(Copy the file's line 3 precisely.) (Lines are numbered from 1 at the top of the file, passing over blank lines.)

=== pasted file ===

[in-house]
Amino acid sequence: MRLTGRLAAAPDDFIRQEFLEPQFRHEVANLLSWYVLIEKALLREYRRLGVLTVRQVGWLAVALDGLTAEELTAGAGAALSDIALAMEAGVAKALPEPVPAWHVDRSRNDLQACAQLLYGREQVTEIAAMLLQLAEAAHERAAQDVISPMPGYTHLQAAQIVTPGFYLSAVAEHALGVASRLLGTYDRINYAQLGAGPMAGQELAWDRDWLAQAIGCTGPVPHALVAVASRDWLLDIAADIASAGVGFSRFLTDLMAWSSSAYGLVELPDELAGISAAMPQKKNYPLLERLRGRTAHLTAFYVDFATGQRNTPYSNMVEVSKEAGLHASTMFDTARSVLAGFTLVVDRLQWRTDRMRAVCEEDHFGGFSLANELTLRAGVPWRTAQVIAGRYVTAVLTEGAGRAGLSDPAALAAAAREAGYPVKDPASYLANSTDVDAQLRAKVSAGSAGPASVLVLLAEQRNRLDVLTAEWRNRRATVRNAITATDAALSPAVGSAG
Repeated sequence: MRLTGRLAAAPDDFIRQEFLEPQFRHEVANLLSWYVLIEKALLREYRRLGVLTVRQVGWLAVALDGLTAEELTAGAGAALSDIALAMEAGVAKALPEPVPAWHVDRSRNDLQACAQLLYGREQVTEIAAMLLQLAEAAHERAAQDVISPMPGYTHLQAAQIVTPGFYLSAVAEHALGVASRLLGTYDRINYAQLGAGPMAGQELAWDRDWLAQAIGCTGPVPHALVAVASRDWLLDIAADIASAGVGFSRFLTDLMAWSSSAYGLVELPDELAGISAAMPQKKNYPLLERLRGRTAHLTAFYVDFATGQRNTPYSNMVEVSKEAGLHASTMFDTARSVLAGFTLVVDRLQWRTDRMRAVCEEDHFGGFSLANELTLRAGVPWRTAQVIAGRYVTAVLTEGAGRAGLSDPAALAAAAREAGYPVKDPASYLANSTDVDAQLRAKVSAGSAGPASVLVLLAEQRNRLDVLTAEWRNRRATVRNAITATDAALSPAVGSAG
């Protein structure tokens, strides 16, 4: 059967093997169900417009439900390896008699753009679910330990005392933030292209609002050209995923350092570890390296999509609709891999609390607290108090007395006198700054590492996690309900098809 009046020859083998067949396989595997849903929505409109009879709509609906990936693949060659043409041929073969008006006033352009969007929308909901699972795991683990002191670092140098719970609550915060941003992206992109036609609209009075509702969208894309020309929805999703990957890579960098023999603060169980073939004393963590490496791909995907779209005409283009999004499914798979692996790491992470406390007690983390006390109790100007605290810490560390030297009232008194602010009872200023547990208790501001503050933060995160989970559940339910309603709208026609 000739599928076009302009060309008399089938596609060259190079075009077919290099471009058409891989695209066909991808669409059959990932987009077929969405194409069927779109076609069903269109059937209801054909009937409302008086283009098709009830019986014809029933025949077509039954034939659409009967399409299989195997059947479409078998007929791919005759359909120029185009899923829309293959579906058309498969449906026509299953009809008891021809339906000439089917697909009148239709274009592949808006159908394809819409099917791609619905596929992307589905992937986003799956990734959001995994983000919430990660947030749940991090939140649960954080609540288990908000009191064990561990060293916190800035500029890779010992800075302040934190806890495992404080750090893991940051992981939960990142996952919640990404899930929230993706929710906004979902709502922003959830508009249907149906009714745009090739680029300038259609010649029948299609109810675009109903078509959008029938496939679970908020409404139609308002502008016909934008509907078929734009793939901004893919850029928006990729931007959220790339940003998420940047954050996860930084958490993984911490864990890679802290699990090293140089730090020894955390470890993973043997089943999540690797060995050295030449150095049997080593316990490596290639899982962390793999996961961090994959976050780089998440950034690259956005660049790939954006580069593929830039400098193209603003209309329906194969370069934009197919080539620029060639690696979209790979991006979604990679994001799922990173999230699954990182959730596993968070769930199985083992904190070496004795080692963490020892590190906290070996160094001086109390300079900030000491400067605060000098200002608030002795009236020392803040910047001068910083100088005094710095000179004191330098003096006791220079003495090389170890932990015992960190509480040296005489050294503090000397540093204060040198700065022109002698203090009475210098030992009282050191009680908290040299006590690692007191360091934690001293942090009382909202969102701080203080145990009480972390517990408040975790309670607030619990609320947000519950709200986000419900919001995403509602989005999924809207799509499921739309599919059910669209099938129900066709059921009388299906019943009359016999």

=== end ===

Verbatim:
Repeated sequence: MRLTGRLAAAPDDFIRQEFLEPQFRHEVANLLSWYVLIEKALLREYRRLGVLTVRQVGWLAVALDGLTAEELTAGAGAALSDIALAMEAGVAKALPEPVPAWHVDRSRNDLQACAQLLYGREQVTEIAAMLLQLAEAAHERAAQDVISPMPGYTHLQAAQIVTPGFYLSAVAEHALGVASRLLGTYDRINYAQLGAGPMAGQELAWDRDWLAQAIGCTGPVPHALVAVASRDWLLDIAADIASAGVGFSRFLTDLMAWSSSAYGLVELPDELAGISAAMPQKKNYPLLERLRGRTAHLTAFYVDFATGQRNTPYSNMVEVSKEAGLHASTMFDTARSVLAGFTLVVDRLQWRTDRMRAVCEEDHFGGFSLANELTLRAGVPWRTAQVIAGRYVTAVLTEGAGRAGLSDPAALAAAAREAGYPVKDPASYLANSTDVDAQLRAKVSAGSAGPASVLVLLAEQRNRLDVLTAEWRNRRATVRNAITATDAALSPAVGSAG